While schools like Lakeshore have doubled the number of spaces available in its welding program, other schools have cut their shop classes and programs all together.

Voth said he wouldn’t be where he is today if it wasn’t for the shop classes he took when he attended St. Joseph High School.

With a college degree in teaching and welding, Voth said he was often encouraged to go another direction when it came to his career choice.

But looking at his alma mater’s curriculum today, Voth says he doesn’t like that it did away with most of the industrial arts programs.

“That’s a huge portion of the problem,” he said. “That is where I spent the majority of my time in high school. Most of the skills I learned and use today were in those classes. It exposes students to what opportunities are out there.”

Contact Tony Wittkowski at twittkowski@thehp.com or (269) 932-0358. Follow him on Twitter @tonywittkowski.

(Author’s Note: This article was originally published on July 5, 2015)

Retracing an old road: Teacher rides from Motown to Morton House Museum

Chuck Jager, a history teacher at Lakeshore High School, stands with his bicycle near where he recently completed a ride along the old Territorial Road, from Detroit to the Morton House Museum in Benton Harbor. (Tony Wittkowski | HP Staff)

Chuck Jager, a history teacher at Lakeshore High School, stands with his bicycle near where he recently completed a ride along the old Territorial Road, from Detroit to the Morton House Museum in Benton Harbor. (Tony Wittkowski | HP Staff)

By Tony Wittkowski | Business Reporter | The Herald-Palladium

BENTON HARBOR – At Lakeshore High School, Chuck Jager teaches history. Last week, he became a part of it.

Jager rode his bicycle across Michigan between June 23-27, trying to trace the route of the old Territorial Road. What began in Detroit and followed the path taken by pioneers in the 1830’s, ended at Lake Michigan’s shoreline.

The 54-year-old spent about 40 miles a day on his Trek hybrid in order to complete the 200-mile trip.

Jager commutes to Lakeshore by bike when the weather is nice. However, he has never completed such a long distance before.

“It’s a passion, that’s what was part of this trip,” he said. “I got to check out a lot of places. I joke with my kids and threaten to stop at all the historical markers on the way. With this trip I was able to.”

Jager stopped at various historical sites along the way, including Greenfield Village, the birthplace of the Republican Party and the grave of Sojourner Truth.

Originally known as a trail used by Indians, Territorial Road parallels I-94 and travels through cities like Ann Arbor, Jackson, Battle Creek and Kalamazoo, ending in Benton Harbor at Water Street.

When the Erie Canal opened in 1825, it led to expanded immigration to the Midwest. Jager said the road he has grown accustomed to served as the east-west pathway through Michigan. The road was authorized for such use in 1829 by the Territorial Legislature, hence its name.

“There was a Michigan fever,” Jager said. “People were moving out here left and right, using Territorial Road.”

Although some of the route retains the name “Territorial Road,” a large portion is now called Michigan Avenue, Jager said.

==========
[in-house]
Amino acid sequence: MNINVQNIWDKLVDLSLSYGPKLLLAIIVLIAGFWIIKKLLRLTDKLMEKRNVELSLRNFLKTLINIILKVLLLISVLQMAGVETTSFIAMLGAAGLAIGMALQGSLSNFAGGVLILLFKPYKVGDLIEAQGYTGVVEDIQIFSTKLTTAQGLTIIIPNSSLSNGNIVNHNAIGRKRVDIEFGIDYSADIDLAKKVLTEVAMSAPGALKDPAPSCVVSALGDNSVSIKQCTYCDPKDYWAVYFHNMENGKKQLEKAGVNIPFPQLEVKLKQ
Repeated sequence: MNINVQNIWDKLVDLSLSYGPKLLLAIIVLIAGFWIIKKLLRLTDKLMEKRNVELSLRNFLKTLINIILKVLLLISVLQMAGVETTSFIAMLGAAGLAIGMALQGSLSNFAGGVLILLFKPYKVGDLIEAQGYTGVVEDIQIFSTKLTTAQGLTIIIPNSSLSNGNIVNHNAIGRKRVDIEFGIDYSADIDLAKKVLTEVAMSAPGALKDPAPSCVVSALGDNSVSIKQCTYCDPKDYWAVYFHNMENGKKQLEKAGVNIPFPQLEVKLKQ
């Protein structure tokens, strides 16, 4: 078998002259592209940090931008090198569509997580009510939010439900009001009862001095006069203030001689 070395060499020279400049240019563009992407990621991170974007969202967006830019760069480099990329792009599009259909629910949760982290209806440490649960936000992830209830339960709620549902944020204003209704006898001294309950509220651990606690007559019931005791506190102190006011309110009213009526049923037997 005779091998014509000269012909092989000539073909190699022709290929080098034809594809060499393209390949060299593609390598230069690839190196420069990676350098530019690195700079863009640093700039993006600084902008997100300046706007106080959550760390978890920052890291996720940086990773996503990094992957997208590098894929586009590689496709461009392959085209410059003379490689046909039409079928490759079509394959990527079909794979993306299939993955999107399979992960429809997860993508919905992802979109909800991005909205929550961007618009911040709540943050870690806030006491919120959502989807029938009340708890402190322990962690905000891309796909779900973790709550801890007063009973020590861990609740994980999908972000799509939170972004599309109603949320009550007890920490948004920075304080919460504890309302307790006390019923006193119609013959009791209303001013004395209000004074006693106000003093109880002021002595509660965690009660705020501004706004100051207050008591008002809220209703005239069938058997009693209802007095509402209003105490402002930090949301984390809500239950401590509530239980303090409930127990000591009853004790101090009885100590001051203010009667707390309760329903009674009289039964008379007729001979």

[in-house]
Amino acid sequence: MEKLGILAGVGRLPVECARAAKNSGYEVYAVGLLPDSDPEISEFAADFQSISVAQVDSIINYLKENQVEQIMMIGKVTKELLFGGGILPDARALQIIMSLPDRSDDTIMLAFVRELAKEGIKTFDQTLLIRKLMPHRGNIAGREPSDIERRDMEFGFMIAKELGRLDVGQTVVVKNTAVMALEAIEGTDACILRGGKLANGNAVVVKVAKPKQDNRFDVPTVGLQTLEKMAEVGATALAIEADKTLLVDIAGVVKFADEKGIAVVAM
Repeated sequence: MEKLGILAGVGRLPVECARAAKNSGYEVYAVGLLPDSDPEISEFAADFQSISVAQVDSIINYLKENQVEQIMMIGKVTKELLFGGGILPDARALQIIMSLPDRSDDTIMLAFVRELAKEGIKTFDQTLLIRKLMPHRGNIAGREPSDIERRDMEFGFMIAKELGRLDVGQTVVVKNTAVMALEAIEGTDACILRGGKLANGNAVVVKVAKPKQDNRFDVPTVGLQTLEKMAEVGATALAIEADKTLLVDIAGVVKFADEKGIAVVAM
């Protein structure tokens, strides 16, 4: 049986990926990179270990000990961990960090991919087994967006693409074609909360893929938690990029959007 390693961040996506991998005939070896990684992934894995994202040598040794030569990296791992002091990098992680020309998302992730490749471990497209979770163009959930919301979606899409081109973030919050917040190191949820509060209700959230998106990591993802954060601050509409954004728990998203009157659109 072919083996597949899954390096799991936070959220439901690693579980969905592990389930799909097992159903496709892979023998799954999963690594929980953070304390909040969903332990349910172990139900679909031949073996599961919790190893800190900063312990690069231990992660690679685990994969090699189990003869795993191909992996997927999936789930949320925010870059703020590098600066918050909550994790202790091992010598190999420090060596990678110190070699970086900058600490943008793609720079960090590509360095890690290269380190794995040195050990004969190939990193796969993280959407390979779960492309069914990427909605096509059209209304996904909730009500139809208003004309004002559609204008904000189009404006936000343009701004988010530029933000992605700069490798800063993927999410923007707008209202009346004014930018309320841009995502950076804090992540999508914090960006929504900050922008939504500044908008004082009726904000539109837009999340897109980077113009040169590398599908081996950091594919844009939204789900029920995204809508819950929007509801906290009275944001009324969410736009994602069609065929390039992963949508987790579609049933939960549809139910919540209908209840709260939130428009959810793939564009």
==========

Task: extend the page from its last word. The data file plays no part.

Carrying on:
Like the original pioneers traveling across the state, Jager camped out overnight and visited with people along the original Territorial Road. He said Marshall has done the best job of preserving its heritage through older buildings. In other places Jager had to use his imagination.

“To some extent, I tried to be like the pioneers in 1830,” he said. “The trip as a whole wasn’t too physically taxing. The first day was not friendly at all in Detroit with the noise and traffic congestion. It got more country after Ann Arbor, so it was a little better.”

His reasoning for the long trip stems from not only what he teaches, but because he used to live along Territorial Road in Benton Harbor. He said he has long had the idea to follow the road’s original path. Jager spent the last eight to nine months planning the route and getting in touch with people along the way.

As a board member for the Morton House Museum, Jager said it meant a lot to others in the area.

“I was originally interested because I lived on Territorial Road,” he said. “I am also involved with the museum, which has a stone in front of it marking the end of the Territorial Road.”

Denise Reeves, board president and museum curator, was on hand with the rest of the welcome party when Jager returned.

“I thought it was great,” Reeves said. “He was all smiles when he got back. He was pulling his little trailer with all his stuff in there. Everybody was thrilled he made it back safely.”

In his 22 years teaching at Lakeshore, Jager said he has never done something like this before. When he began talking about it with his students in the spring, he received a mixed reaction.

“Yeah, I told my students. I think they thought it was kind of weird,” he said. “Maybe it’s a little bit of a mid-life crisis, only instead of a buying a sports car I’m riding a bike.”

Contact Tony Wittkowski at twittkowski@thehp.com or (269) 932-0358. Follow him on Twitter @tonywittkowski.

(Author’s Note: This article was originally published on July 4, 2015)

May sales moving up in the housing market

By Tony Wittkowski | Business Reporter | The Herald-Palladium